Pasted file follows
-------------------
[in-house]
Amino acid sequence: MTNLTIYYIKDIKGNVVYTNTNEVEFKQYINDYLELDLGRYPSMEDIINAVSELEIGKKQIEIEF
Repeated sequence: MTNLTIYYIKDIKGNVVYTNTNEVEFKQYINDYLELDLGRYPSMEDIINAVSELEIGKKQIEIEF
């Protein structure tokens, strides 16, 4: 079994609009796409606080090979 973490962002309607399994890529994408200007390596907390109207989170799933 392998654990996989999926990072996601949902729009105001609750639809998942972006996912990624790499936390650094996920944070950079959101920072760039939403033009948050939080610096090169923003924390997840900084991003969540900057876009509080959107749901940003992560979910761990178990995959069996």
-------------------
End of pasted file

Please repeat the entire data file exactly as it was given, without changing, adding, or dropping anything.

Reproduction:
[in-house]
Amino acid sequence: MTNLTIYYIKDIKGNVVYTNTNEVEFKQYINDYLELDLGRYPSMEDIINAVSELEIGKKQIEIEF
Repeated sequence: MTNLTIYYIKDIKGNVVYTNTNEVEFKQYINDYLELDLGRYPSMEDIINAVSELEIGKKQIEIEF
């Protein structure tokens, strides 16, 4: 079994609009796409606080090979 973490962002309607399994890529994408200007390596907390109207989170799933 392998654990996989999926990072996601949902729009105001609750639809998942972006996912990624790499936390650094996920944070950079959101920072760039939403033009948050939080610096090169923003924390997840900084991003969540900057876009509080959107749901940003992560979910761990178990995959069996």